The Two Peasants

Kriloff’s Original Fables
” The morning to thee, Matthew i “—” Ah, gossip George,
good-day !

—”How wags the world with thee, my friend?” —” Ah, gossip, in a mess to which no end
!
Guests came, we had a snack : my house I set on fire, And I’ve since got to beg, or else go out on hire.” —” How that? No joke ‘twould be !

—”Just so ! At Christmas we’d a feast you see :
I with a candle went to give the horses hay
:
Frankly my head went round a little
;
I somehow dropped the light, and somehow got away
Myself, but house and goods burned, every tittle. Bah! how’st with thee?”—”I, Matthew, I am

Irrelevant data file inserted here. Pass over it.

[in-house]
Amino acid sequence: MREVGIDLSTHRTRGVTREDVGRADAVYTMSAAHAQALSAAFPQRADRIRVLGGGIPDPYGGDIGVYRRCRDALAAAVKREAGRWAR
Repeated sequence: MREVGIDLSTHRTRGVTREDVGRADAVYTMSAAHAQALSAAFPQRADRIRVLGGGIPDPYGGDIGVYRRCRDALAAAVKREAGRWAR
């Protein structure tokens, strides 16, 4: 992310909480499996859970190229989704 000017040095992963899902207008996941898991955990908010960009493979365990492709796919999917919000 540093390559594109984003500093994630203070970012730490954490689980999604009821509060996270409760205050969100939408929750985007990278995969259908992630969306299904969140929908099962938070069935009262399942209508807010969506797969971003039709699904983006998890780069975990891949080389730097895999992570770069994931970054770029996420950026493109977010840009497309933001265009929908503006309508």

worse
:
Upon me for my sins a curse
;
Not ev’n a leg, On which to beg ; How I am still alive’s a wonder
!
I too at Christmas, to the cellar under
The stairs, for beer went, and—shall I confess ?

Had got my head warmed, as thou well mayst
guess ;
Bottles ‘mong friends get empty fast
:
Fearing a fire, should I down the candle cast,
I took and blew it out
:
But on the stairs the devil himself gave such a
clout,
That I got up but half a man,
And since on crutches limp as best I can.”
” The blame on you, my friends, is even.”
Said, overhearing, neighbour Stephen : ” To say the truth, if I don’t blunder,
‘Tis no great wonder,
That thou thy house hast burned, and thou hast got
Crutches for life : when drunk, a light’s a snare, We go with it to pot
;
But, drunk in darkness, may we not Have greater ills to bear.”